OVER the weekend, Elcott Coleby, deputy director of Bahamas Information Services, sent a release to the press to announce the downgrade by Standard & Poor of Barbados’ financial rating – the second in four months. Barbados is listed in tenth place as one of the world’s most heavily indebted countries. From a rating of BB+ it has been dropped to BB-.
“The downgrade reflects the mounting external pressures associated with a persistent current account deficit and external financing challenges, as well as the ongoing high fiscal deficit largely because of a substantial fall in government revenues as a result of the weak economy,” the agency said.
“In reacting to the news,” according to the Barbados press release, the “former president of the Economic Society, Ryan Straughn, said the latest rating has not come as a surprise and suggested that the writing had been on the wall for some time since Government did not go ahead with the expenditure cuts announced by the Minister of Finance in the August 2013 Budget.”
But what interested us even more was Mr Coleby’s warning at the top of the Barbados release. “This,” wrote Mr Coleby, “is where the Bahamas could be headed if it fails to act — sooner than later. So far, the Bahamas government has successfully staved off another downgrade in 12 months — thanks to its fiscal consolidation plan. Barbados was not so lucky.”
Nor will the Bahamas be, if it does not get its reckless spending under control.
However, if this hint from NIB is a message from government to hasten the pace for the introduction of VAT, it should slow down and give the matter more thought. It’s a warning for caution. VAT was introduced in Barbados on January 1, 1997, at the standard rate of 15 per cent. However, Barbados took its time investigating and testing before it took the plunge. Nevertheless, after 16 years, VAT has obviously not been the perfect solution. Barbados still does not have its spending under control and the very event that VAT was meant to avoid has happened — another S&P downgrade. Although several Caribbean countries have VAT, it is interesting to note that Grenada experimented with it in 1980, but quickly abolished it. It would be interesting to know why.
On October 1st, the Barbados government – to bolster its failing domestic tourism – reduced the VAT rate on “hotel accommodation” to 7.5 per cent, extending it to the Direct Tourism Service, which had been 17.5 per cent.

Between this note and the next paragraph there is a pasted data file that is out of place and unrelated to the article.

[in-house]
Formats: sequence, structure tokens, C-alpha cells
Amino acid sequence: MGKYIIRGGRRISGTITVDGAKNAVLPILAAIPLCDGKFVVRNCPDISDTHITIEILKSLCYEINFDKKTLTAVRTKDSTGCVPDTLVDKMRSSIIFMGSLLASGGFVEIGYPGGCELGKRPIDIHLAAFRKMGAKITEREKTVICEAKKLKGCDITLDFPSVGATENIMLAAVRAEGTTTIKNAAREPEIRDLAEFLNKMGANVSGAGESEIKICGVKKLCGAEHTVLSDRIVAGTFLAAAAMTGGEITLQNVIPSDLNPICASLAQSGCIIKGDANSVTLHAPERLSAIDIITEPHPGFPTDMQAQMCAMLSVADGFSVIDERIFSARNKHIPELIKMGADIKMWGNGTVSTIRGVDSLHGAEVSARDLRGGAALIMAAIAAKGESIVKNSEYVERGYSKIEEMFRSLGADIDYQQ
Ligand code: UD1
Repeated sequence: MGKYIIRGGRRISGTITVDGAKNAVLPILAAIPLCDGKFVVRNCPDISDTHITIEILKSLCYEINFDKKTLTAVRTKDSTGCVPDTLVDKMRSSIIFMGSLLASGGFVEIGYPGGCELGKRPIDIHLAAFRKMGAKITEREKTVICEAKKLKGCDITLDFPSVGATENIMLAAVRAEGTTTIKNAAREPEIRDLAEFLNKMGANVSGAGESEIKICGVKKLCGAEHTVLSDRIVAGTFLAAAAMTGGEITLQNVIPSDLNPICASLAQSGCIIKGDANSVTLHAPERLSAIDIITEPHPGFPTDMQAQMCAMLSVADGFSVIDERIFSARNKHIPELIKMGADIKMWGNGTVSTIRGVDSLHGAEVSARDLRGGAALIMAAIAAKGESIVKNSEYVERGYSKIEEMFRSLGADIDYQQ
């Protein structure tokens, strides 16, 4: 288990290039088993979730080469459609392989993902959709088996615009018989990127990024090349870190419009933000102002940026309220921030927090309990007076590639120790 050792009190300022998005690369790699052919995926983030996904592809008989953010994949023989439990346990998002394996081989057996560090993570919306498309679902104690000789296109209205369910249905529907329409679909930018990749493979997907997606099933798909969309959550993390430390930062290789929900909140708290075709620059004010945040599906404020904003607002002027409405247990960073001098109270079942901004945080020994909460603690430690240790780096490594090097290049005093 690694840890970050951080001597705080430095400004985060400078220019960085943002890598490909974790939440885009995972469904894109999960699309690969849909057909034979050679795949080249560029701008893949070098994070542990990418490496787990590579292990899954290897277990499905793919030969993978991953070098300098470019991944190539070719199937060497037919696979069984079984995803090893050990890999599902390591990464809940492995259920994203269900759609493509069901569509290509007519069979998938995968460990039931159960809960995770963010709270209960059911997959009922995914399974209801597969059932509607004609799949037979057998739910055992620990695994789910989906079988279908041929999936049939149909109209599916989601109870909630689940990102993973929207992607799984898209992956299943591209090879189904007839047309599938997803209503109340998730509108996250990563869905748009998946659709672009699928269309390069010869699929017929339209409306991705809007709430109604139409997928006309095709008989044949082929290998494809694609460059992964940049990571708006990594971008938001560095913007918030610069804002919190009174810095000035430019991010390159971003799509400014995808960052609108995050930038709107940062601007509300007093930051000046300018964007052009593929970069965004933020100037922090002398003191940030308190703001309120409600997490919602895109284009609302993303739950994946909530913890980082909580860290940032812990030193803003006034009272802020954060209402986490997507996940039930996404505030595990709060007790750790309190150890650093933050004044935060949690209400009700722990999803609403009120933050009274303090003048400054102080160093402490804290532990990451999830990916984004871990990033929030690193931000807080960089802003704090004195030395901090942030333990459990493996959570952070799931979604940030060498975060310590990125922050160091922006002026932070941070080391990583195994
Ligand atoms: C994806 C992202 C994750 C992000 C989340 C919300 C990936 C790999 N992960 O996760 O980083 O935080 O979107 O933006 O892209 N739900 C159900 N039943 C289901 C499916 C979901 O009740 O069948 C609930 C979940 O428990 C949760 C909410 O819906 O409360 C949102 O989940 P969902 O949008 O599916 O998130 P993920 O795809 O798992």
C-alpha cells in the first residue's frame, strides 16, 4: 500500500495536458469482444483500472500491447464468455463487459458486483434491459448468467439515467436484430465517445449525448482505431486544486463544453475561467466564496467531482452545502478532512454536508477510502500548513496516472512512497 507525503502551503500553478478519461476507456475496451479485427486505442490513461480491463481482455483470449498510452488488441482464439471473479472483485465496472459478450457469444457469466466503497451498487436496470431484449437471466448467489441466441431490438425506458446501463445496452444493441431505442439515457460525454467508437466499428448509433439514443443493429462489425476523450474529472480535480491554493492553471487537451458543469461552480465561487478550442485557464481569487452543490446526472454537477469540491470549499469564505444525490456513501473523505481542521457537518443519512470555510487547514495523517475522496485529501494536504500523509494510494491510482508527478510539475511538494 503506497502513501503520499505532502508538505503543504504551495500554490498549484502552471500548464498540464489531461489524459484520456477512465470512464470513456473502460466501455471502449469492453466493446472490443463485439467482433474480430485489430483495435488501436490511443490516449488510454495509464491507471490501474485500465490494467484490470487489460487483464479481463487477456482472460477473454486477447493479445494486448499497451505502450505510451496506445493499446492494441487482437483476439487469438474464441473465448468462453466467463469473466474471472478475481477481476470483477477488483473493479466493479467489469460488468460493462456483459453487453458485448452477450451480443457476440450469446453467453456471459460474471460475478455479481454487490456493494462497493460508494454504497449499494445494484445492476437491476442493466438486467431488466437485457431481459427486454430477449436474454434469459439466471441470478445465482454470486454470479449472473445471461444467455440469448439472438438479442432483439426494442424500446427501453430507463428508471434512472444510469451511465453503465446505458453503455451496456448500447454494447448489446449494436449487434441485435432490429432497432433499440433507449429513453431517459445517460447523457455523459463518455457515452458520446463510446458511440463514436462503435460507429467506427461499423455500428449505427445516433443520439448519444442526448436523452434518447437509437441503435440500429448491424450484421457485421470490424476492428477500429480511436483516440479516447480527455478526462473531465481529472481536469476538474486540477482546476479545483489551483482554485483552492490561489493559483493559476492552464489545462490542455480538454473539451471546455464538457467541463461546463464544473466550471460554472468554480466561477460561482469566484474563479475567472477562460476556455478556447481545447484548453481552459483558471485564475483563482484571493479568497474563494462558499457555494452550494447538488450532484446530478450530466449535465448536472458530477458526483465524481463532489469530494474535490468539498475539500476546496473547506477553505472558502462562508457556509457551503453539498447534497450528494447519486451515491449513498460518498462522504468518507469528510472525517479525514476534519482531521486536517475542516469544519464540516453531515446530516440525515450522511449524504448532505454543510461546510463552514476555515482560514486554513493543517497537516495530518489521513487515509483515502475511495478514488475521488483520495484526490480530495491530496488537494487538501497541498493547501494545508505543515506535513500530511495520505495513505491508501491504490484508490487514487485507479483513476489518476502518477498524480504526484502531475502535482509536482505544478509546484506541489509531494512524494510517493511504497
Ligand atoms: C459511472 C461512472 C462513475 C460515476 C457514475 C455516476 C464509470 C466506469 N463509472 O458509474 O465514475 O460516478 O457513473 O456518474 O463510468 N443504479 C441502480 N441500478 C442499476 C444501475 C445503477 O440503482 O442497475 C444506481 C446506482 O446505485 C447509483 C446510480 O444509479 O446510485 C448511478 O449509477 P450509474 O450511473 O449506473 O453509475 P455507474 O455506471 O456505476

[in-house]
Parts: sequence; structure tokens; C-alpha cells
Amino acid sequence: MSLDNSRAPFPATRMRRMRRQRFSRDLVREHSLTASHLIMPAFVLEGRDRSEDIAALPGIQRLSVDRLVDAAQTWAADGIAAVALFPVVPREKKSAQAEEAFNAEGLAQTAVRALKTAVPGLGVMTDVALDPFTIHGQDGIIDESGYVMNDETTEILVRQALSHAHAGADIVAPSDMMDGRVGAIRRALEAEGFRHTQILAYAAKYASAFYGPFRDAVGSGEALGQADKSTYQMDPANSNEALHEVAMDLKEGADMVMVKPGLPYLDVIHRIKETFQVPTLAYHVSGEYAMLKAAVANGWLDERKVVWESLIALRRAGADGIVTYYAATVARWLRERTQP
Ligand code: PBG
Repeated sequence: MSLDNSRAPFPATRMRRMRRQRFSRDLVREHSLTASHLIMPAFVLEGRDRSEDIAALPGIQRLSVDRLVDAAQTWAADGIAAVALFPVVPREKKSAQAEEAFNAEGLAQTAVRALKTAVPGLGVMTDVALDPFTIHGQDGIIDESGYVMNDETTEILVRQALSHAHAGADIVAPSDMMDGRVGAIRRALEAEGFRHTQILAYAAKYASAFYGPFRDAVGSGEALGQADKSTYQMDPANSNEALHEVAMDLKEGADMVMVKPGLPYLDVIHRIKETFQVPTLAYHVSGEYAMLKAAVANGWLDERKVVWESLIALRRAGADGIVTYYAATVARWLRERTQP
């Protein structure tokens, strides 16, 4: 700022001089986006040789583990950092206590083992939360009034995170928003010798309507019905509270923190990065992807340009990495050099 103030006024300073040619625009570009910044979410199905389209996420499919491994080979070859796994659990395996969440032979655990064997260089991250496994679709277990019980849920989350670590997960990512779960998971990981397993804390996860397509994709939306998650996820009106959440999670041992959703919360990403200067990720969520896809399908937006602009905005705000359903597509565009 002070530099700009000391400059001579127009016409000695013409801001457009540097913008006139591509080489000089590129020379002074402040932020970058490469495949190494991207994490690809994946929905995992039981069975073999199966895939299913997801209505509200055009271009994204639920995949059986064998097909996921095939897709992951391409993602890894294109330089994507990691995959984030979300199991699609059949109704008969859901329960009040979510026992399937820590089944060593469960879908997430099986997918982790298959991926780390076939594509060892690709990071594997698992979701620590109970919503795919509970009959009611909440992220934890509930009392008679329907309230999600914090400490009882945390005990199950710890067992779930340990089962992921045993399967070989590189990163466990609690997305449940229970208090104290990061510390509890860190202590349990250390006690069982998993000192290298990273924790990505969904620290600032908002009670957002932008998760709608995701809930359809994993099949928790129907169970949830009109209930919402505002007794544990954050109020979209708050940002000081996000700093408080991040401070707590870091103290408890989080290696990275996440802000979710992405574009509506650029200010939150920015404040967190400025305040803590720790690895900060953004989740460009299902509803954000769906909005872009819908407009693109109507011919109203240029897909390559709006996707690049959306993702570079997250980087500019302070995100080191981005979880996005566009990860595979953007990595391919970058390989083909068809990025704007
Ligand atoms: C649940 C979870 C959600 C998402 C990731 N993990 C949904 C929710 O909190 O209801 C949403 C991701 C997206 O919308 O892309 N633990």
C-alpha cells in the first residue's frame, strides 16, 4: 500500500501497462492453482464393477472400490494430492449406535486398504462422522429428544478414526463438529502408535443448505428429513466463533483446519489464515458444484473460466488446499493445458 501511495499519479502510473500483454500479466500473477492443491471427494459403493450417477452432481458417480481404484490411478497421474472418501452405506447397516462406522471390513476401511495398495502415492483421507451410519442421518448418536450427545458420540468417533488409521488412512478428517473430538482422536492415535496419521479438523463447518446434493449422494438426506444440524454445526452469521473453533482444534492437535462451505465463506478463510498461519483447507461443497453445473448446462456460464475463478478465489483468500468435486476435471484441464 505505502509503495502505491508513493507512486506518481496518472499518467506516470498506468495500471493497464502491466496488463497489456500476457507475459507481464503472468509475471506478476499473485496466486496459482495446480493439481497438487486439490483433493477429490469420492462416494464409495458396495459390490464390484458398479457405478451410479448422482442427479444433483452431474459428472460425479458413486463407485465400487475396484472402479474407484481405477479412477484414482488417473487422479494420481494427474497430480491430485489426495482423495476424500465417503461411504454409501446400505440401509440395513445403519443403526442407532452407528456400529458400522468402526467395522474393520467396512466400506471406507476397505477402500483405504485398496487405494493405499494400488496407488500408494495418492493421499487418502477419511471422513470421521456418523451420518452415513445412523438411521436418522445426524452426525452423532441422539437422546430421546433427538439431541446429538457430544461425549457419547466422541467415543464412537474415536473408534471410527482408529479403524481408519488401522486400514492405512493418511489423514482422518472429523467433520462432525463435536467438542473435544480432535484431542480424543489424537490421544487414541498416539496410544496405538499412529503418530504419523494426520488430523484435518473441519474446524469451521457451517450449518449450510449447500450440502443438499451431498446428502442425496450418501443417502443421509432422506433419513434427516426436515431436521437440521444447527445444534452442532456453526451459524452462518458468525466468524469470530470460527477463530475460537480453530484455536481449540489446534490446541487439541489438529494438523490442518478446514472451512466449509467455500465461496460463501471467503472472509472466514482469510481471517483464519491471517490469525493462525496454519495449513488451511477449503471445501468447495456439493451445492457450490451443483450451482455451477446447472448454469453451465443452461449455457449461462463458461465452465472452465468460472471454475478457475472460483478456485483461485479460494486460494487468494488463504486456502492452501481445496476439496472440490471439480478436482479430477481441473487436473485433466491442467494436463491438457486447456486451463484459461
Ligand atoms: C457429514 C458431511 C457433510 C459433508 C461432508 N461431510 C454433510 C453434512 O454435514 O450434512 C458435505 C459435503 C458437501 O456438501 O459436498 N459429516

It was noted in an article posted by “David” on August 25 that July 2013 recorded Barbados’ “lowest number of long stay visitor arrivals across the last 11 years in any same month.” The land-based arrivals for the same year in October and November was examined and it was discovered that “both again, alarmingly recorded their lowest comparable monthly figures for the past decade”.
In another article, which noted that Barbados, although it had “enjoyed good credit ratings in days of old because of bullish tourism and international business products,” no longer did so because of the general world picture.
It highlighted several problems that needed urgent attention in view of the international down grading. Bahamians should take note of at least one of them, because, with a few amendments here and there, it is a serious problem in the Bahamas.
“It is apparent,” said the Barbadian writer, “that a few of the statutory bodies have grown to be financial albatrosses around the necks of taxpayers. Barbadians know too well those statutory bodies which political parties ‘pad’ to guard party support. Now that money has dried up this strategy of protecting the party faithful has been exposed for what it is, an unsustainable practice. Deal with it!”
Here in the Bahamas after last year’s election Bahamians saw this in high gear as large sums were spent on clearing land in the name of Urban Renewal. It was claimed that it was part of a plan to clear bushy areas that attracted crime. There was a hue and cry when these “landscapers” went on the land turning areas into arid waste and even trespassing on private property. At the end of this unconscionable waste of public money, nature laughed in the face of the politicians and in a few months the bush, in which the criminals allegedly hid, returned — but the money had already been wasted.
Then there was the flushing out of certain areas of the civil service to make room for party faithful. It was claimed that the price paid for this was a return to inefficiency.
Of course, there is also the non-collection of taxes. The question being asked is if this government cannot collect what is now owing, how will it supervise and collect the taxes from VAT.
Of course, an item that is now of paramount concern to the public – especially in these tight economic times — is the cost of official travel by government ministers at public expense. Former National Security Minister Tommy Turnquest in a page 1 article today has urged Prime Minister Christie to give a financial accounting of his delegation’s trip to CHOGM in Sri Lanka, and the side trips to Rome and London. We shall comment on this in this column tomorrow.
However, the point that rankles Bahamians is government’s apparent reluctance to cut unnecessary spending. Bahamians resent having to be taxed to support the status quo. Unless government sets an example, Bahamians will grumble. This is the frequent complaint that we hear within the ranks of the unions.